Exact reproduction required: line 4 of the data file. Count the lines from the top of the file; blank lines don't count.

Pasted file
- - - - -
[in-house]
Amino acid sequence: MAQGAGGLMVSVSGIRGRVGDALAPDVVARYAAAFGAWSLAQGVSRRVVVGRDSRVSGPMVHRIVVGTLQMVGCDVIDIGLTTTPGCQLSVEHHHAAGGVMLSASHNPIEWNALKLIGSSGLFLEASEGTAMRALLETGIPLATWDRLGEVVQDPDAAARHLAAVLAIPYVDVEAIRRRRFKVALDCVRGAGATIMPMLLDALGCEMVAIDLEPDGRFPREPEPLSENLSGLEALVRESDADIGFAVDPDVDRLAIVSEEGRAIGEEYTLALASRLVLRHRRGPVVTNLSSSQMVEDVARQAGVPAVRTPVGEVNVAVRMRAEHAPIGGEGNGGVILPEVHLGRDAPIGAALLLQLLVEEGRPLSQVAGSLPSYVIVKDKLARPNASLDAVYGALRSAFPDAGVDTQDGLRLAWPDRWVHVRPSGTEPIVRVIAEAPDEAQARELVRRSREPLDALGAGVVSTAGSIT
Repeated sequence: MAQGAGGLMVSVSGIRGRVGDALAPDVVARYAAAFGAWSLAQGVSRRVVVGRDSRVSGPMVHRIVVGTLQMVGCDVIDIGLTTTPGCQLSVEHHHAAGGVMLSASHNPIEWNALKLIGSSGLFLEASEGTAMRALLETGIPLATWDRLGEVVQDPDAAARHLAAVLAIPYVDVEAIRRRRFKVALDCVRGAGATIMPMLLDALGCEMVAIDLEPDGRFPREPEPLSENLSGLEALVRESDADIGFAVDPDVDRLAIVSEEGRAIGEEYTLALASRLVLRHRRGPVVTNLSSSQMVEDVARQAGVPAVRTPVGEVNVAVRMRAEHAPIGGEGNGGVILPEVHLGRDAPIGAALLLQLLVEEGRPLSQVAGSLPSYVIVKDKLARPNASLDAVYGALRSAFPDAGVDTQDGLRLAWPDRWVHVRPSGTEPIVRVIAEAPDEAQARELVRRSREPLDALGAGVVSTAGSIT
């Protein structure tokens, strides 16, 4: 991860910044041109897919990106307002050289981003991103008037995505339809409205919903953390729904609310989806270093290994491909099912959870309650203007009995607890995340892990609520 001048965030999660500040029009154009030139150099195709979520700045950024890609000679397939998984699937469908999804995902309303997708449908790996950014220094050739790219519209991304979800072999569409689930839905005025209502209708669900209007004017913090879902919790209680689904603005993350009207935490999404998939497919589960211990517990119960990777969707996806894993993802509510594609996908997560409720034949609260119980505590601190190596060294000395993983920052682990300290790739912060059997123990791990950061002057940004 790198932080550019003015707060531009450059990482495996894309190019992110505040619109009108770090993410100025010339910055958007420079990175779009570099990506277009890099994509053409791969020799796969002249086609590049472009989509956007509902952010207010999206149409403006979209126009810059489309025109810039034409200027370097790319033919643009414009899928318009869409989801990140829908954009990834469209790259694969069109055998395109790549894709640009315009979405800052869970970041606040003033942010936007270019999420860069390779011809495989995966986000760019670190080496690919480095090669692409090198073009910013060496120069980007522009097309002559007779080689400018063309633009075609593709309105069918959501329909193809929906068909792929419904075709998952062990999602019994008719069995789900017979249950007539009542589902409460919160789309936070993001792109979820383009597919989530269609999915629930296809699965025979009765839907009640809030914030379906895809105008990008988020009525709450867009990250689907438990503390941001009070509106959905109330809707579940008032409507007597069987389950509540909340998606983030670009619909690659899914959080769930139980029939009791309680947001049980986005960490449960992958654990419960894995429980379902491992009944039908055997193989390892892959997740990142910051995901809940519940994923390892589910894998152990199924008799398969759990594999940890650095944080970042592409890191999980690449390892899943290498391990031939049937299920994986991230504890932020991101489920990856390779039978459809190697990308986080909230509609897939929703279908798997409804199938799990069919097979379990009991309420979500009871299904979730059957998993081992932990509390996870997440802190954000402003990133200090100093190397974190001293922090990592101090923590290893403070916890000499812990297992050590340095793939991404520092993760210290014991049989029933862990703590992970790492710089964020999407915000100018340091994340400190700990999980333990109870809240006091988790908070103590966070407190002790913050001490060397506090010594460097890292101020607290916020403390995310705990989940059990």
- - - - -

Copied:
């Protein structure tokens, strides 16, 4: 991860910044041109897919990106307002050289981003991103008037995505339809409205919903953390729904609310989806270093290994491909099912959870309650203007009995607890995340892990609520 001048965030999660500040029009154009030139150099195709979520700045950024890609000679397939998984699937469908999804995902309303997708449908790996950014220094050739790219519209991304979800072999569409689930839905005025209502209708669900209007004017913090879902919790209680689904603005993350009207935490999404998939497919589960211990517990119960990777969707996806894993993802509510594609996908997560409720034949609260119980505590601190190596060294000395993983920052682990300290790739912060059997123990791990950061002057940004 790198932080550019003015707060531009450059990482495996894309190019992110505040619109009108770090993410100025010339910055958007420079990175779009570099990506277009890099994509053409791969020799796969002249086609590049472009989509956007509902952010207010999206149409403006979209126009810059489309025109810039034409200027370097790319033919643009414009899928318009869409989801990140829908954009990834469209790259694969069109055998395109790549894709640009315009979405800052869970970041606040003033942010936007270019999420860069390779011809495989995966986000760019670190080496690919480095090669692409090198073009910013060496120069980007522009097309002559007779080689400018063309633009075609593709309105069918959501329909193809929906068909792929419904075709998952062990999602019994008719069995789900017979249950007539009542589902409460919160789309936070993001792109979820383009597919989530269609999915629930296809699965025979009765839907009640809030914030379906895809105008990008988020009525709450867009990250689907438990503390941001009070509106959905109330809707579940008032409507007597069987389950509540909340998606983030670009619909690659899914959080769930139980029939009791309680947001049980986005960490449960992958654990419960894995429980379902491992009944039908055997193989390892892959997740990142910051995901809940519940994923390892589910894998152990199924008799398969759990594999940890650095944080970042592409890191999980690449390892899943290498391990031939049937299920994986991230504890932020991101489920990856390779039978459809190697990308986080909230509609897939929703279908798997409804199938799990069919097979379990009991309420979500009871299904979730059957998993081992932990509390996870997440802190954000402003990133200090100093190397974190001293922090990592101090923590290893403070916890000499812990297992050590340095793939991404520092993760210290014991049989029933862990703590992970790492710089964020999407915000100018340091994340400190700990999980333990109870809240006091988790908070103590966070407190002790913050001490060397506090010594460097890292101020607290916020403390995310705990989940059990």